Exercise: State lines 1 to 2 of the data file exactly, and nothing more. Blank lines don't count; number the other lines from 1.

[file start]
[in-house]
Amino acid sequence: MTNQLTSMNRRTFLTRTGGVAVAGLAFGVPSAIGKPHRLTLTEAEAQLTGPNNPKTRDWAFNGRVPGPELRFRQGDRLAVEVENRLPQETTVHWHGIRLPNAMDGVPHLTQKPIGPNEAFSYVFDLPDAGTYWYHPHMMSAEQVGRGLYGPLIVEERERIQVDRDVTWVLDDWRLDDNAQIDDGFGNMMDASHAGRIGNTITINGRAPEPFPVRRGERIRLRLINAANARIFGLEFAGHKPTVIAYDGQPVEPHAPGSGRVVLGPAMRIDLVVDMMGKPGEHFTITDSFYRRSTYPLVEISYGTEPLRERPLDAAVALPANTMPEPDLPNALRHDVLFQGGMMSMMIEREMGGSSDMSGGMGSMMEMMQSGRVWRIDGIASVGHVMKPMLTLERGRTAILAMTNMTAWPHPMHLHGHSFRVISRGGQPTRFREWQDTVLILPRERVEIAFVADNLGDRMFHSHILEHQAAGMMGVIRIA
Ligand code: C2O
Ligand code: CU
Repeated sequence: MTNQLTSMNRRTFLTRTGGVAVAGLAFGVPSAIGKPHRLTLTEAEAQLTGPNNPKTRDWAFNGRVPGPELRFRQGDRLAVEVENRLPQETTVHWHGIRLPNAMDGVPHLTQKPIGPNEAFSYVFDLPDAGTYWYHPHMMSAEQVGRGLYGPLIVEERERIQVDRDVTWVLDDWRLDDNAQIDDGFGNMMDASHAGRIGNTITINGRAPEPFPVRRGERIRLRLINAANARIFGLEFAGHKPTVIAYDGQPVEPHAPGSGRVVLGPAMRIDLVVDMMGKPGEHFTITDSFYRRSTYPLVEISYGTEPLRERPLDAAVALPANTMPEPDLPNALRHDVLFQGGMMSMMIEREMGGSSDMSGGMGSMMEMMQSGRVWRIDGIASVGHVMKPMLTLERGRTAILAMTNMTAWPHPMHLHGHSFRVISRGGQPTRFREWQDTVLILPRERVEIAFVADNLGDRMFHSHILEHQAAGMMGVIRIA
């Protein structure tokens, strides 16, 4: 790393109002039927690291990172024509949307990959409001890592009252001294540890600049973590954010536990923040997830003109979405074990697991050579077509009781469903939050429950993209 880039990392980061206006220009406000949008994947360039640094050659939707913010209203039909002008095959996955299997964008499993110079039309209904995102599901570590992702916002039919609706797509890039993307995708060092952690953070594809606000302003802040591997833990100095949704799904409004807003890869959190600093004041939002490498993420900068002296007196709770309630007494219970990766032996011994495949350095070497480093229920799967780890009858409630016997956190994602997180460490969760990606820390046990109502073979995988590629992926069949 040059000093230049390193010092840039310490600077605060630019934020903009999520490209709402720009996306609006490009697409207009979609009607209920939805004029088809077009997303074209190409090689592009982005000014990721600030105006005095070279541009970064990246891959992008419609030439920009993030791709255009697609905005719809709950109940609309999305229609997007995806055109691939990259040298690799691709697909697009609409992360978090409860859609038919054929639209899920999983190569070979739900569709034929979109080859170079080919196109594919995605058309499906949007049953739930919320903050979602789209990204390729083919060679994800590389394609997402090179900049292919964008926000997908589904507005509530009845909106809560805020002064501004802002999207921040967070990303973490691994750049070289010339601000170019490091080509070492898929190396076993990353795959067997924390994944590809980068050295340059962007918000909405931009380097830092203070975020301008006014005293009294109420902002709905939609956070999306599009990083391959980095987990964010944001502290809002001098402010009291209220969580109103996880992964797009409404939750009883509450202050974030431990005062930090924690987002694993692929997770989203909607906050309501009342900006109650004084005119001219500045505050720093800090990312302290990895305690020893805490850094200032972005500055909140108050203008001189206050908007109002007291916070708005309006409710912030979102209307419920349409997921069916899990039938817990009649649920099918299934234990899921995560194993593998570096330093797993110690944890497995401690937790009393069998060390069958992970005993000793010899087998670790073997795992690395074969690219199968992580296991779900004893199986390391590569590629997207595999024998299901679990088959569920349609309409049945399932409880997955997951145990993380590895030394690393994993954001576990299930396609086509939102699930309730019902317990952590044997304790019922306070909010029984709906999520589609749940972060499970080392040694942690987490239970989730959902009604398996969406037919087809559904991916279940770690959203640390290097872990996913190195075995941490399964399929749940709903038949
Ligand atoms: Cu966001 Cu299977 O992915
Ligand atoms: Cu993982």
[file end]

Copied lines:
[in-house]
Amino acid sequence: MTNQLTSMNRRTFLTRTGGVAVAGLAFGVPSAIGKPHRLTLTEAEAQLTGPNNPKTRDWAFNGRVPGPELRFRQGDRLAVEVENRLPQETTVHWHGIRLPNAMDGVPHLTQKPIGPNEAFSYVFDLPDAGTYWYHPHMMSAEQVGRGLYGPLIVEERERIQVDRDVTWVLDDWRLDDNAQIDDGFGNMMDASHAGRIGNTITINGRAPEPFPVRRGERIRLRLINAANARIFGLEFAGHKPTVIAYDGQPVEPHAPGSGRVVLGPAMRIDLVVDMMGKPGEHFTITDSFYRRSTYPLVEISYGTEPLRERPLDAAVALPANTMPEPDLPNALRHDVLFQGGMMSMMIEREMGGSSDMSGGMGSMMEMMQSGRVWRIDGIASVGHVMKPMLTLERGRTAILAMTNMTAWPHPMHLHGHSFRVISRGGQPTRFREWQDTVLILPRERVEIAFVADNLGDRMFHSHILEHQAAGMMGVIRIA